An early sounding-out of MPs suggests a bill which aims to legalise same-sex marriage will have the numbers to pass into law.
Parliament will debate the redefinition of marriage as early as next month after a bill in the name of Labour Party MP Louisa Wall was pulled from the ballot.
At present, marriage is not defined in the Marriage Act, and Ms Wall's bill would make it clear that marriage is a union of two people, "regardless of their sex, sexual orientation or gender identity".
The bill would be decided by a conscience vote instead of along party lines.
A Herald survey of MPs received 76 responses out of 122. Of those who responded, a clear majority of 43 supported the bill or were leaning towards backing it.
Thirty-two MPs had not decided which way they would vote.
Just one MP, New Zealand First's Richard Prosser, said he would definitely oppose it, but a handful more indicated they were likely to oppose it on the grounds that their constituency was conservative on issues of homosexuality.
Ms Wall said she was confident of the bill's passage into law because she had the support of Prime Minister John Key, Opposition leader David Shearer, and the majority of the public.
But she expected "an array of views" from New Zealanders if it reached the committee stage.
Mr Key has previously indicated he would support the bill at first reading.
However, Finance Minister Bill English said the bill was "not that important" and "we are focusing on jobs and the economy".
Asked what he thought of the premise of gay marriage, he said he felt "the problem had been solved" with civil unions.
Ms Wall said New Zealand was following a global shift towards marriage equality, with Australia, the United States and Britain all considering changes to marriage laws.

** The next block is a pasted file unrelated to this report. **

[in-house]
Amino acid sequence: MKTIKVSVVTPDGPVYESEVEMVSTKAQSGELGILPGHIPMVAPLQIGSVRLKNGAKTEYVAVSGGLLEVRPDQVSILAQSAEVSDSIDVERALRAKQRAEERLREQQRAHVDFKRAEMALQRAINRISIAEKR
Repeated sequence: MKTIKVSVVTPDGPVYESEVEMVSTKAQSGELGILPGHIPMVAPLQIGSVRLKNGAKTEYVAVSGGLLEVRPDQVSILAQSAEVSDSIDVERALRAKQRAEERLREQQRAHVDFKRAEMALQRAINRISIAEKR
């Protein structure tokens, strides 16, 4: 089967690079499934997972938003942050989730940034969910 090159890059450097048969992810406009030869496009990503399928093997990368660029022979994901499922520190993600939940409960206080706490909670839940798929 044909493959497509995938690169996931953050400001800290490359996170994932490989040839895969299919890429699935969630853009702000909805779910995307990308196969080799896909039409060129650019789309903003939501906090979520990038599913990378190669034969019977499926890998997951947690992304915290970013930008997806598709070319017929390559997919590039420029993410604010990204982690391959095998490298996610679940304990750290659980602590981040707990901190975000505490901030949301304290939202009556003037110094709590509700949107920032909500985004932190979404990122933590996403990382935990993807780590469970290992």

"At the end of the day I hope that it becomes about what marriage means in modern society.
"So for me, it's about if two people love each other, and marry and commit to each other for the rest of their lives, it should be something we all celebrate."
She stressed that religious institutions would not be forced or compelled to marry same-sex couples.
"Churches can choose to continue to define marriage as they want. This isn't about the state changing the religious definition. But what the state [does] do is give out licences."
If her bill passed into law, couples who were in a civil union would be able to dissolve it and transfer to a marriage. While the finer points of the law would be worked out at committee stages, it was expected that married same-sex or transgender couples would be able to adopt children or get access to reproductive technology.
Some MPs said they had changed their minds on the marriage issue. Maori Party co-leader Tariana Turia said she had voted against civil unions in 2004 but now felt it was important that couples had a choice.
"So long as children have the best parents that they can have who value them and love them, then that's the most important thing, rather than their sexuality."
Do you support Louisa Wall's bill?
2 Undecided but
leaning towards yes